Riverview House – Renovation and extension of a 100-year-old cottage
Modernising a 100-year-old plus stone cottage to suit modern living needs while maintaining the character and charm is no easy feat. The extension that will house all the mod-cons should not overpower the existing old cottage. It should be of simple design with close attention to detail. The external materials should complement the immaculate limestone walls of the cottage. Since the site is located in a picturesque rural setting there is an opportunity to incorporate agricultural materials. The site has a river flowing past it to the north and the garden is large, south facing and surrounded by mature trees.
The concept for this project is the play on light, from dark to bright. To maintain the character of the old cottage we decided to leave the external walls, windows and roof intact. So since we are not adding any more natural light to the cottage the internal spaces will remain darker than what you would expect a modern home would be. We can use natural light to entice visitors from the dark cottage to the modern living spaces.
The main elements of this project are the Old, the New and the Link between the two.
As previously stated above, the aim is to preserve as much as possible the character of the existing cottage. We want to utilise the cosy spaces and the quaint features. In general, the old cottage is a dark space, this provides the perfect opportunity to pay homage to the experience the old cottage affords its visitors. The different light between the two spaces will define the zones from old to new.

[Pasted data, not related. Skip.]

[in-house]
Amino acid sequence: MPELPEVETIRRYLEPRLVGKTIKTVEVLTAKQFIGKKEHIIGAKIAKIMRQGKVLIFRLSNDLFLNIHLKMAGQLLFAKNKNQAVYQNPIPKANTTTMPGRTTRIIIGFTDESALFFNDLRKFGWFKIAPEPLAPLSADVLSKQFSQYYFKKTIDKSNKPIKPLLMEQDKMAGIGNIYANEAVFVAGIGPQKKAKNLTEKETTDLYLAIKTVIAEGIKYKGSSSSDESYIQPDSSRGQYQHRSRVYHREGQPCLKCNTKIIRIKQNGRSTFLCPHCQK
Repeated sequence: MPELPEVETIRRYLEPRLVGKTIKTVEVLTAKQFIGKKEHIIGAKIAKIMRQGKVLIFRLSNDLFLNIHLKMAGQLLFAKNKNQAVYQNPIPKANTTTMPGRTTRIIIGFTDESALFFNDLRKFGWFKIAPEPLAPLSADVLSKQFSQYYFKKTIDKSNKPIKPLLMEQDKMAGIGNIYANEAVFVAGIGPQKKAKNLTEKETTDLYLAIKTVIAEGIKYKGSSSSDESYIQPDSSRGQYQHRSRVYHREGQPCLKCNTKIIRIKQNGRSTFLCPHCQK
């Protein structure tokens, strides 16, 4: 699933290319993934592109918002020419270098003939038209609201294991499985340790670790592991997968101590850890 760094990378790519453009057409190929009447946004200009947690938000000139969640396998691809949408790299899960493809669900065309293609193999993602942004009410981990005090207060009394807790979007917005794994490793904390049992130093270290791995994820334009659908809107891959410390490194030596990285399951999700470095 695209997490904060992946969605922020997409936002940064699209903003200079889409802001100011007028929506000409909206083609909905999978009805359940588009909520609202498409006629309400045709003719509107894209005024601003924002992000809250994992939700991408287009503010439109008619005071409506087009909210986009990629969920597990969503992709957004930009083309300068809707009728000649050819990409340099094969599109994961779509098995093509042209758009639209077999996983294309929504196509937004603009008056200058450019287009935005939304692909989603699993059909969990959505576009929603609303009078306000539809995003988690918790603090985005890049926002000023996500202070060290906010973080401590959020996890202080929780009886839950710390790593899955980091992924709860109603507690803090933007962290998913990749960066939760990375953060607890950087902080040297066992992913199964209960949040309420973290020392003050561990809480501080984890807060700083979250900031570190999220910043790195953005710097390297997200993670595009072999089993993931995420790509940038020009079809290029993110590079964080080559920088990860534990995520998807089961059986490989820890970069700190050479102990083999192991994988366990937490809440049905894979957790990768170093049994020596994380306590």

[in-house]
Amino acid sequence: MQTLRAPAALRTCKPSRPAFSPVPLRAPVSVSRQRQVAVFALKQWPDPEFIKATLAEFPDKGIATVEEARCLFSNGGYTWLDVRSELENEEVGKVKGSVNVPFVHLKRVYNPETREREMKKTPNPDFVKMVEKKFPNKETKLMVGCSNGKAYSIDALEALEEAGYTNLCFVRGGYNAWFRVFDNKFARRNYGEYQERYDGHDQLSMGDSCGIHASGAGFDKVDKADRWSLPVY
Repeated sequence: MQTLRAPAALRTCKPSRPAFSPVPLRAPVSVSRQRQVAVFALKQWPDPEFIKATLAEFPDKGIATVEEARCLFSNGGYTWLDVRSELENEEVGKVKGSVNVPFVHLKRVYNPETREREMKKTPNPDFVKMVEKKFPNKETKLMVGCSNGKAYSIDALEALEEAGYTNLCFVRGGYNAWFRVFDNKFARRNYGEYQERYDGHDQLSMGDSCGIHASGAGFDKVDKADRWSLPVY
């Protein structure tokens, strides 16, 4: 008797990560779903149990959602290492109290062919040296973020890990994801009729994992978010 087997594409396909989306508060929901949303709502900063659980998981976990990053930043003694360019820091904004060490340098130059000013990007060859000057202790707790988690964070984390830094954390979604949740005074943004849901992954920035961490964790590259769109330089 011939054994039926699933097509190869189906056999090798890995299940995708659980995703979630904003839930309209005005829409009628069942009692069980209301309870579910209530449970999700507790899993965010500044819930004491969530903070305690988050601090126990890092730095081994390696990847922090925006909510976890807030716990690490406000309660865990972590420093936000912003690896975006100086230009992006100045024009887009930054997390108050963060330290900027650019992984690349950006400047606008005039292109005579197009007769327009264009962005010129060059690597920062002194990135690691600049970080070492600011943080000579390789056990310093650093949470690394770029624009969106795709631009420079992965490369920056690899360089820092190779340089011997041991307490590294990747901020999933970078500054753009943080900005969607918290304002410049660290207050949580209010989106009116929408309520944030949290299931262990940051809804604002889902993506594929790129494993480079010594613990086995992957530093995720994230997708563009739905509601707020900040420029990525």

The main vehicular entrance is moved east along the front boundary to create a safer point of off the public road. Exit your car, descend the steps to the front door. Upon opening the door a warm greeting of light invites you into the dwelling. Standing at the foot of the stairs you have a choice. Turn right, move up the steps and enter the snug or turn left and enter the main living area. This is where the illusion of light works as a navigational tool. Subliminally humans are drawn to light. Hence the unconscious decision process for the visitor to turn left and head towards the brighter living space. Not to turn right into the darker old cottage. Therefore visitors are drawn to the welcoming heart of the home.
You may have observed when standing in a room with the lights on and it’s dusk outside that the perception is that it is pitch black beyond the window. If you go outside your eyes adjust and you find it’s not as dark as it once seemed. This same effect will be observed when standing in the hall facing the snug. While modern bright space in the hall will make the snug seem even darker and will create the illusion of a boundary between the old and the new. Now turn and face the main living space. Here you will see the door into the open plan kitchen is glazed. Your eye is immediately drawn to the beautiful view of the garden at the end of the living area. Then your attention is broken by the silhouettes that move around the island which welcomes you into the main living space.